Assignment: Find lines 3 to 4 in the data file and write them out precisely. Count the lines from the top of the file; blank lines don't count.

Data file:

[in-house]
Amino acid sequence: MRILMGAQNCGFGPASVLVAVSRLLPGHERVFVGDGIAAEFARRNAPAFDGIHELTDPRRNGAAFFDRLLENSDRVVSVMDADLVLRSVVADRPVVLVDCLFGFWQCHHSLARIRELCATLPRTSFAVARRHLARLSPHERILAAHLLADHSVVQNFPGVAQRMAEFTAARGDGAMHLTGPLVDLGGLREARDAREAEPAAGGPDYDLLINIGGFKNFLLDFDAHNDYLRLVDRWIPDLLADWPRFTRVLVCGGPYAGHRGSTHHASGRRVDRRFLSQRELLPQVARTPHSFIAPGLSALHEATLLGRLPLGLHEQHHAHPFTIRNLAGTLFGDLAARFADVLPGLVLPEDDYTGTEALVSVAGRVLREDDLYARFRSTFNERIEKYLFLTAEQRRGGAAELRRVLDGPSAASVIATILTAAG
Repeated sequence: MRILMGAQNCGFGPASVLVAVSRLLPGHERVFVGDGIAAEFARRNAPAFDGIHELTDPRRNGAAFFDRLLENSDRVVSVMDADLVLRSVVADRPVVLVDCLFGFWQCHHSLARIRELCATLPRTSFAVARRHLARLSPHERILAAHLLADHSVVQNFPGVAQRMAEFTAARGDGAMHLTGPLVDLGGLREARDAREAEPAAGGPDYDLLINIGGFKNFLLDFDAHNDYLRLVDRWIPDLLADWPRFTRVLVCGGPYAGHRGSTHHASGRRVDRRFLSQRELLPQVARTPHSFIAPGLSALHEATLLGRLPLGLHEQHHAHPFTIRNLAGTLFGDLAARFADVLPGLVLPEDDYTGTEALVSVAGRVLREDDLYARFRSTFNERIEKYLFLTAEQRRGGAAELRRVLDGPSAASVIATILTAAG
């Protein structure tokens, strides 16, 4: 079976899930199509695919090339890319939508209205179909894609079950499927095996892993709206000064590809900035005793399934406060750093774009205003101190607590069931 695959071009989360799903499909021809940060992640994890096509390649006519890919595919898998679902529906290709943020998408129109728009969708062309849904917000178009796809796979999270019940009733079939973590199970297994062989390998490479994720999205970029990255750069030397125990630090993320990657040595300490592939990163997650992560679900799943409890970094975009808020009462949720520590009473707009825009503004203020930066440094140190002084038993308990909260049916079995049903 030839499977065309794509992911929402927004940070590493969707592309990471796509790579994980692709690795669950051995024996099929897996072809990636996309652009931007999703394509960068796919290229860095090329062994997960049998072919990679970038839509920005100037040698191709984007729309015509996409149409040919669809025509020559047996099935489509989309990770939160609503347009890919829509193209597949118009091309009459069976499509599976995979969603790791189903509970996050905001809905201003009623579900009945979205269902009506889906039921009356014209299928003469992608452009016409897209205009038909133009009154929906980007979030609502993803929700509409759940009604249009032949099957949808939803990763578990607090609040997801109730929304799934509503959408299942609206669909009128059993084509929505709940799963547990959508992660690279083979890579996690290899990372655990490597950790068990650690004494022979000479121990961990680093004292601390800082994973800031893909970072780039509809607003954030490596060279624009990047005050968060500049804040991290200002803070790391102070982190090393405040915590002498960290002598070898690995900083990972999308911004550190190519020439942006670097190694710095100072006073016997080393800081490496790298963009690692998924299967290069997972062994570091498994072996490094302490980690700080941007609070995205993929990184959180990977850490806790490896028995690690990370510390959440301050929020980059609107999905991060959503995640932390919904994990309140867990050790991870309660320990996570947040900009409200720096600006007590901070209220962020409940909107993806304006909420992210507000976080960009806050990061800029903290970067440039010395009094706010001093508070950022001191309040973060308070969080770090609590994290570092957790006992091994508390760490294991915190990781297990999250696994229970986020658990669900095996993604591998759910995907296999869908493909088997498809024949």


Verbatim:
Repeated sequence: MRILMGAQNCGFGPASVLVAVSRLLPGHERVFVGDGIAAEFARRNAPAFDGIHELTDPRRNGAAFFDRLLENSDRVVSVMDADLVLRSVVADRPVVLVDCLFGFWQCHHSLARIRELCATLPRTSFAVARRHLARLSPHERILAAHLLADHSVVQNFPGVAQRMAEFTAARGDGAMHLTGPLVDLGGLREARDAREAEPAAGGPDYDLLINIGGFKNFLLDFDAHNDYLRLVDRWIPDLLADWPRFTRVLVCGGPYAGHRGSTHHASGRRVDRRFLSQRELLPQVARTPHSFIAPGLSALHEATLLGRLPLGLHEQHHAHPFTIRNLAGTLFGDLAARFADVLPGLVLPEDDYTGTEALVSVAGRVLREDDLYARFRSTFNERIEKYLFLTAEQRRGGAAELRRVLDGPSAASVIATILTAAG
């Protein structure tokens, strides 16, 4: 079976899930199509695919090339890319939508209205179909894609079950499927095996892993709206000064590809900035005793399934406060750093774009205003101190607590069931 695959071009989360799903499909021809940060992640994890096509390649006519890919595919898998679902529906290709943020998408129109728009969708062309849904917000178009796809796979999270019940009733079939973590199970297994062989390998490479994720999205970029990255750069030397125990630090993320990657040595300490592939990163997650992560679900799943409890970094975009808020009462949720520590009473707009825009503004203020930066440094140190002084038993308990909260049916079995049903 030839499977065309794509992911929402927004940070590493969707592309990471796509790579994980692709690795669950051995024996099929897996072809990636996309652009931007999703394509960068796919290229860095090329062994997960049998072919990679970038839509920005100037040698191709984007729309015509996409149409040919669809025509020559047996099935489509989309990770939160609503347009890919829509193209597949118009091309009459069976499509599976995979969603790791189903509970996050905001809905201003009623579900009945979205269902009506889906039921009356014209299928003469992608452009016409897209205009038909133009009154929906980007979030609502993803929700509409759940009604249009032949099957949808939803990763578990607090609040997801109730929304799934509503959408299942609206669909009128059993084509929505709940799963547990959508992660690279083979890579996690290899990372655990490597950790068990650690004494022979000479121990961990680093004292601390800082994973800031893909970072780039509809607003954030490596060279624009990047005050968060500049804040991290200002803070790391102070982190090393405040915590002498960290002598070898690995900083990972999308911004550190190519020439942006670097190694710095100072006073016997080393800081490496790298963009690692998924299967290069997972062994570091498994072996490094302490980690700080941007609070995205993929990184959180990977850490806790490896028995690690990370510390959440301050929020980059609107999905991060959503995640932390919904994990309140867990050790991870309660320990996570947040900009409200720096600006007590901070209220962020409940909107993806304006909420992210507000976080960009806050990061800029903290970067440039010395009094706010001093508070950022001191309040973060308070969080770090609590994290570092957790006992091994508390760490294991915190990781297990999250696994229970986020658990669900095996993604591998759910995907296999869908493909088997498809024949």